Australia data centre investment revs up despite global economic turmoil

Australia not far behind Brazil, Russia, India and China, says DCD Intelligence analyst Nick Parfitt.

Australia is showing a greater rate of data centre growth than the US and top-tier European countries, according to early data compiled for DatacenterDynamics’ upcoming 2012 global industry census. Globally, data centres are showing immunity to overarching economic problems, analysts at DCD said.

Census research continues until 27 July and DCD is still taking surveys from data centre officials through its website. A final report is expected in September.

Australia is “different from a lot of the economies we have studied, in that [its] economy for the past few years has been moving forward,” DCD Intelligence analyst Nick Parfitt told Computerworld Australia. That said, the analyst cautioned that mining drives the Australian economy and it’s difficult to estimate how much of that goes to IT.

There’s “quite a lot of money coming into the Australian economy,” pushing up the rate of growth, Parfitt said. Australia recently has seen great investment in data centres, with recent launches of the NextDC M1 in Melbourne and the Equinix Sydney 3, which comes online in the next business quarter, he said.

Australia is “not very far behind some of the markets you associate with very strong growth,” including Brazil, Russia, India and China, Parfitt said. And it’s growing faster than the U.S. and many European countries, he said. The U.S. and Europe largely “are moving forward in a single-digit way, rather than the double digits you associate with Australia.” However, the U.S. and tier-one European markets have more existing infrastructure, he noted.

Whether Australian data centre growth keeps up in the coming years depends on “the customer market to its north,” Parfitt said. However, there is “a demographic movement towards information technology globally … that makes work for data centres.”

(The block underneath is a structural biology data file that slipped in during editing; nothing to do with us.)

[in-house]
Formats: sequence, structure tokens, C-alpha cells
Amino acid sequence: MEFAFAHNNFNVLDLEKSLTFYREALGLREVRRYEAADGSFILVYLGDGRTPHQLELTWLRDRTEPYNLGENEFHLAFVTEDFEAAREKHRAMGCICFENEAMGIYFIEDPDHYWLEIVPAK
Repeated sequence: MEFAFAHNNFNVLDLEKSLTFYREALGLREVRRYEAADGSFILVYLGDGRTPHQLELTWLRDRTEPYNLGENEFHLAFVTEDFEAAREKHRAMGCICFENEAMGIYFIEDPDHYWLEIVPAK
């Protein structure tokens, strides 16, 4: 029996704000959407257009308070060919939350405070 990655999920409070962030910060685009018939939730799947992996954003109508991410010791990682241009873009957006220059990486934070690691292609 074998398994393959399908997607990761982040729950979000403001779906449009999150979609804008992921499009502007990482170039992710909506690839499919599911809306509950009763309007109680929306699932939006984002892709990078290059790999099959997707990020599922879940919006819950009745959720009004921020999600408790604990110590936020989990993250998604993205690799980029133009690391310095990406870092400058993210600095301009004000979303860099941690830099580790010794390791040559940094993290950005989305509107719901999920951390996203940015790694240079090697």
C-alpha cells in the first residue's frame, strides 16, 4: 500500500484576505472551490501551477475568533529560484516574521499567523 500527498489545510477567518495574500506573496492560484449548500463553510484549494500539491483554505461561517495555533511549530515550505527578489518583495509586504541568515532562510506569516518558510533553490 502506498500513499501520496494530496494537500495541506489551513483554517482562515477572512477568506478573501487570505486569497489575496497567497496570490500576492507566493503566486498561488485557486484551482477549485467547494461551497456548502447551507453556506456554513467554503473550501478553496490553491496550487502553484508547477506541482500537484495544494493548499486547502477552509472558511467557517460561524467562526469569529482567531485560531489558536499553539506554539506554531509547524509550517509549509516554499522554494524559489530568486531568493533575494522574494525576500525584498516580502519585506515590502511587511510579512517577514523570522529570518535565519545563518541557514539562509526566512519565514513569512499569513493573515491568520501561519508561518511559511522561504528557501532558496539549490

Globally, the data centre market grows despite economic woes, DatacenterDynamics said. There are 2.11 billion Internet users globally, but “this still only accounts for around 30 [per cent] of the world’s population leaving wide room for further growth,” it said. Last year’s report predicted 7 per cent growth worldwide from 2011 to 2012, with some developing markets showing rates up to 60 per cent.

“Whilst countries with highly developed data centre markets will almost certainly see lower growth figures than previously enjoyed, all indicators … point to continued growth across the sector,” said DCD Intelligence managing director, Nicola Hayes, in a statement. “This is particularly so in under-developed countries—as investors, technology companies and Governments in those areas continue in their efforts to ensure they stand a chance of competing in an IT enabled world.”

Data centres have been more immune from economic problems than other areas because IT is a key enabler, Parfitt said. “People are doing more with IT than they ever have before and they are requiring more of it,” he said. “That requires more ICT capacity somewhere.”

Follow Adam Bender on Twitter: @WatchAdam

Follow Computerworld Australia on Twitter: @ComputerworldAU, or take part in the Computerworld conversation on LinkedIn: Computerworld Australia

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